Sediment and carbon accumulation in a glacial lake in Chukotka (Arctic Siberia) during the Late Pleistocene and Holocene: combining hydroacoustic profiling and down-core analyses.

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From: Biogeosciences(Vol. 18, Issue 16)
Publisher: Copernicus GmbH
Document Type: Brief article
Length: 364 words

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Abstract :

Lakes act as important sinks for inorganic and organic sediment components. However, investigations of sedimentary carbon budgets within glacial lakes are currently absent from Arctic Siberia. The aim of this paper is to provide the first reconstruction of accumulation rates, sediment and carbon budgets from a lacustrine sediment core from Lake Rauchuagytgyn, Chukotka (Arctic Siberia). We combined multiple sediment biogeochemical and sedimentological parameters from a radiocarbon-dated 6.5 m sediment core with lake basin hydroacoustic data to derive sediment stratigraphy, sediment volumes and infill budgets. Our results distinguished three principal sediment and carbon accumulation regimes that could be identified across all measured environmental proxies including early Marine Isotope Stage 2 (MIS2) (ca. 29-23.4 ka cal BP), mid-MIS2-early MIS1 (ca. 23.4-11.69 ka cal BP) and the Holocene (ca. 11.69-present). Estimated organic carbon accumulation rates (OCARs) were higher within Holocene sediments (average 3.53 g OC m.sup.-2 a.sup.-1) than Pleistocene sediments (average 1.08 g OC m.sup.-2 a.sup.-1) and are similar to those calculated for boreal lakes from Quebec and Finland and Lake Baikal but significantly lower than Siberian thermokarst lakes and Alberta glacial lakes. Using a bootstrapping approach, we estimated the total organic carbon pool to be 0.26 ± 0.02 Mt and a total sediment pool of 25.7 ± 1.71 Mt within a hydroacoustically derived sediment volume of ca. 32 990 557 m.sup.3 . The total organic carbon pool is substantially smaller than Alaskan yedoma, thermokarst lake sediments and Alberta glacial lakes but shares similarities with Finnish boreal lakes. Temporal variability in sediment and carbon accumulation dynamics at Lake Rauchuagytgyn is controlled predominantly by palaeoclimate variation that regulates lake ice-cover dynamics and catchment glacial, fluvial and permafrost processes through time. These processes, in turn, affect catchment and within-lake primary productivity as well as catchment soil development. Spatial differences compared to other lake systems at a trans-regional scale likely relate to the high-latitude, mountainous location of Lake Rauchuagytgyn.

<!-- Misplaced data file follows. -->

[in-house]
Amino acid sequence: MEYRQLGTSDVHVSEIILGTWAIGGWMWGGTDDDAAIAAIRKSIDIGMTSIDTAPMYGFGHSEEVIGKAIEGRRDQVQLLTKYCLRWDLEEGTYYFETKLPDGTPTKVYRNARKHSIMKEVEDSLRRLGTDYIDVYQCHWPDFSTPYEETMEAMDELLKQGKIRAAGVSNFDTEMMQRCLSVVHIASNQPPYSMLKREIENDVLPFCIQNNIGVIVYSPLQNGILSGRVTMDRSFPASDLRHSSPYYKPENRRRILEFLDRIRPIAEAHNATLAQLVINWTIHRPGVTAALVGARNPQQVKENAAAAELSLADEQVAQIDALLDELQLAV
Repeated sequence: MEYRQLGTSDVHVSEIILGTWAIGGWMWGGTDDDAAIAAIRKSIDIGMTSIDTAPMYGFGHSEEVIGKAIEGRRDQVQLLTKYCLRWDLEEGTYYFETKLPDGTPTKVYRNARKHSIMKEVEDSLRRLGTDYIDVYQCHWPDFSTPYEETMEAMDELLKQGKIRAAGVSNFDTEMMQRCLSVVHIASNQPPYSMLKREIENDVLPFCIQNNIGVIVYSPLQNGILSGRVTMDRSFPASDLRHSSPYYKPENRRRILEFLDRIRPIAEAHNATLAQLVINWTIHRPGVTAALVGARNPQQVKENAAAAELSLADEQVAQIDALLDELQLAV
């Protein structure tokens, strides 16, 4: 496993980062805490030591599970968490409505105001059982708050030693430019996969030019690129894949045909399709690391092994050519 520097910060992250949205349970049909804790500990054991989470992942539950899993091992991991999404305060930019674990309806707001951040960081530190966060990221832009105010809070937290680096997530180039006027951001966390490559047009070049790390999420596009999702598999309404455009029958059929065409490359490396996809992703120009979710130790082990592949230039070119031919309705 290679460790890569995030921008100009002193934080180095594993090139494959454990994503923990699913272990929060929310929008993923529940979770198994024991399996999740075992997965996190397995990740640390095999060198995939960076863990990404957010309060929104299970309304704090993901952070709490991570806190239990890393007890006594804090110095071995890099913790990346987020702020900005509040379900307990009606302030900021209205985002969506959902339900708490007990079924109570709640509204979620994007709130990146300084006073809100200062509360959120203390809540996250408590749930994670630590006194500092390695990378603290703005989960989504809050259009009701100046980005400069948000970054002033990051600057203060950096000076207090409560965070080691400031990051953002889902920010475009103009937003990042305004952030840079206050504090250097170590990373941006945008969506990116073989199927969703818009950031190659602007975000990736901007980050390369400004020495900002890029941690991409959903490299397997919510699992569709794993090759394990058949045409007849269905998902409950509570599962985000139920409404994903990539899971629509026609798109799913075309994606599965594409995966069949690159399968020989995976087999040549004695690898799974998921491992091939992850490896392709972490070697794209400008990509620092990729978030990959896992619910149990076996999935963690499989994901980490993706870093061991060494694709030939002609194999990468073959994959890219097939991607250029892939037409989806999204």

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Gale Document Number: GALE|A673065023